Despite these entrenched challenges, digital transformation efforts have gradually progressed in Japan - including the growing use of digital signatures and electronic payments. However, a shortage of IT technicians presents yet another obstacle to attaining greater digital awareness and ability.
According to a report published by METI, about half of the large companies in the country report that they are short of skilled IT labor. A factor that helps explain the dearth of IT technicians in Japan is the relatively low pay they receive - they are often significantly lower paid than other workers at the same company.
This has also been aggravated by the fact that, unlike in other comparable countries, the bulk of employees with IT skills are employed by IT-related companies - rather than spread across a more general mix of industries. For example, in the US some 65% of IT technicians are employed in non-IT-related companies, where they can help boost digital transformation.
Universities can play a positive role in this regard, by helping companies bolster their data-science efforts, and by developing courses necessary to feed companies with more skilled workers.
Peace, stability and prosperity drive Japan’s support for sustainable development. Japan’s presidencies of the G7 and G20 enabled it to promote issues of importance to sustainable development globally – including universal health coverage and responding to public health emergencies, quality infrastructure investment and gender equality – and to advance environmental and climate issues.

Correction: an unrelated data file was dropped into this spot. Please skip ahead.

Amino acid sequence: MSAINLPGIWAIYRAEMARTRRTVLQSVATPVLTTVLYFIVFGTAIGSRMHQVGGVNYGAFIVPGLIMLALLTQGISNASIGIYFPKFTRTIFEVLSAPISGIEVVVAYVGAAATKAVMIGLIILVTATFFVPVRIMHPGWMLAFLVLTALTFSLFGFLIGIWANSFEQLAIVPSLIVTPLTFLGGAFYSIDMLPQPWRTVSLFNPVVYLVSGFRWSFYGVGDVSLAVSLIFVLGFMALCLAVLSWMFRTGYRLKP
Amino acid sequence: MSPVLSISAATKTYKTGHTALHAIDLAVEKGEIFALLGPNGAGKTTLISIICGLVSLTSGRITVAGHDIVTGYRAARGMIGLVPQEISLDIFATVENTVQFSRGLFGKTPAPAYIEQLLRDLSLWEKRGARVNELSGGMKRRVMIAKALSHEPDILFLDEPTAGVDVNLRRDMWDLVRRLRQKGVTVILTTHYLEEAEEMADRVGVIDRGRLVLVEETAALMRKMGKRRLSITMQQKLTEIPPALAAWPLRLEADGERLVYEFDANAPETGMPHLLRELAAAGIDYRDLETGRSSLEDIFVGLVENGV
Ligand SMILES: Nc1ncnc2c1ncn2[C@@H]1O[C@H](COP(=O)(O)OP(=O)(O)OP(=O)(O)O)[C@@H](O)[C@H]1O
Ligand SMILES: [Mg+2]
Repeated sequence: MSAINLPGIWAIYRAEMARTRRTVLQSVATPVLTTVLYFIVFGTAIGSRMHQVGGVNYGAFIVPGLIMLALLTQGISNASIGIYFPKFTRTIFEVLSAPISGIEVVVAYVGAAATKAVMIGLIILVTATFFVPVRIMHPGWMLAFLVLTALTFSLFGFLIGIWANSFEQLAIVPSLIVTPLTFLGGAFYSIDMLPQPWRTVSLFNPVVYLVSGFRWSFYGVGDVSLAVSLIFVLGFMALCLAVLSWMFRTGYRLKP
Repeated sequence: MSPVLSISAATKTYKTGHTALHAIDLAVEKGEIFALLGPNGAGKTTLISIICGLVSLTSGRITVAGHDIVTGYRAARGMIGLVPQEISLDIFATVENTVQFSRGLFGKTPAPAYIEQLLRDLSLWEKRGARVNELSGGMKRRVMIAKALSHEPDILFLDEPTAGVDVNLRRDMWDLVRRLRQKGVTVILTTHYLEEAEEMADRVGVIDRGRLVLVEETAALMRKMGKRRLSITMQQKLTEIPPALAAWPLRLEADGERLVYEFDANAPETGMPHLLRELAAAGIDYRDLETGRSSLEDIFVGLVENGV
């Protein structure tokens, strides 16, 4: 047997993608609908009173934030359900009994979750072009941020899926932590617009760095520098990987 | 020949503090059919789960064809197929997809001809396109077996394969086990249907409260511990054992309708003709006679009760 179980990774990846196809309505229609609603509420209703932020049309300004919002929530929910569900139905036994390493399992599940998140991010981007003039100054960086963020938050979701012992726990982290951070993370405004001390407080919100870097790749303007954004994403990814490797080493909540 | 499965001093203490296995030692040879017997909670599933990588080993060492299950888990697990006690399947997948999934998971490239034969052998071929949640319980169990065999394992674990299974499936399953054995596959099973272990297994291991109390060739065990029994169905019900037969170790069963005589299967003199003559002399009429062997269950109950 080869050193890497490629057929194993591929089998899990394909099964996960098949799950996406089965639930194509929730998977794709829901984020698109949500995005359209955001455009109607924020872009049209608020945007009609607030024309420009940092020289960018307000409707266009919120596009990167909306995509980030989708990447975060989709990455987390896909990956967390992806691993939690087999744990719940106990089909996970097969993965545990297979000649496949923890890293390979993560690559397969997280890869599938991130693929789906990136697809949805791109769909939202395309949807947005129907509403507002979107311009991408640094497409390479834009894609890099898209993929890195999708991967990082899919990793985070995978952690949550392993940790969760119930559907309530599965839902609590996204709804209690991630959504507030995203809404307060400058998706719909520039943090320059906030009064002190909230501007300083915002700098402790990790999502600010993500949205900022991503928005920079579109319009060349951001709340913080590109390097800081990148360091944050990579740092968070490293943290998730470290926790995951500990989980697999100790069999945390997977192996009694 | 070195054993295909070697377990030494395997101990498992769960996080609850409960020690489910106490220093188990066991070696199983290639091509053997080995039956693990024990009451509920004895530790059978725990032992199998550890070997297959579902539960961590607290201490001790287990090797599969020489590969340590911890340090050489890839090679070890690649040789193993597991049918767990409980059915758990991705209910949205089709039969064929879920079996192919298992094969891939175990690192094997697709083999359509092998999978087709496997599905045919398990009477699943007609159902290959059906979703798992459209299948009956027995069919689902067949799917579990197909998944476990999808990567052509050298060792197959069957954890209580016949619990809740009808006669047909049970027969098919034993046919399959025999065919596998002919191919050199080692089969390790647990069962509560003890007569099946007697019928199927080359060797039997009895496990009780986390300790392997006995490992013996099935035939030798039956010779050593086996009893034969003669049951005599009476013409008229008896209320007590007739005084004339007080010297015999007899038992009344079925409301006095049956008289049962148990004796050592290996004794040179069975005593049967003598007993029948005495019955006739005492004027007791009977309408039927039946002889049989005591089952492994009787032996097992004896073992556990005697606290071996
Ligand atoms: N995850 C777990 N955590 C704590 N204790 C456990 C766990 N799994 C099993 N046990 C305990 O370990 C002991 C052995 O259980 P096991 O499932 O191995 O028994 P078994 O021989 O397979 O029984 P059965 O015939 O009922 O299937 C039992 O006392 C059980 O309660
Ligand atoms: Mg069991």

Japan’s GDP contracted by 4.7% in 2020 as COVID-19 exacted a heavy toll, though the International Monetary Fund has projected a return to growth for 2021 - as the vaccination rate picks up and commerce begins to flow at a more traditional pace. Still, some issues will continue to linger.
Japan’s population is progressively shrinking as it ages, skilled workers from abroad are not being attracted in sufficient numbers, and there have been troubling signs in terms of civic participation. Now, the country will seek to rely on its longstanding prowess in technology and innovation to help spur more sustainable and inclusive economic growth.
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The Globalization of Japanese Culture
The local popularity of ballet, the post-World War I tradition of performing Beethoven’s Ninth Symphony each December at venues around the country, and the regular staging of productions and adaptations of Shakespeare’s plays have demonstrated Japan’s embrace of traditionally Western culture. The reverse is also true - Japanese culture has garnered a growing Western audience since the 19th century.
Now, in the 21st century, demand for The Tale of Genji, Noh theatre, pottery, and woodblock prints has expanded to contemporary fiction, Manga, anime, and video games. Global demand for Noh theatre and woodblock prints has expanded to Manga and video games.
Japanese culture now reaches its global audience through art galleries, independent translators working in many languages, publishers both mainstream and niche, and networks of international distributors. This audience also participates in the creation of Japanese culture abroad; haiku are composed in schools, original Manga are written in English and other languages, and anime-inspired cos-play conventions are held in cities large and small around the world. The production and diffusion of Japanese culture has meanwhile been democratized, and is no longer controlled by traditional gatekeepers such as commercial publishers and university scholars.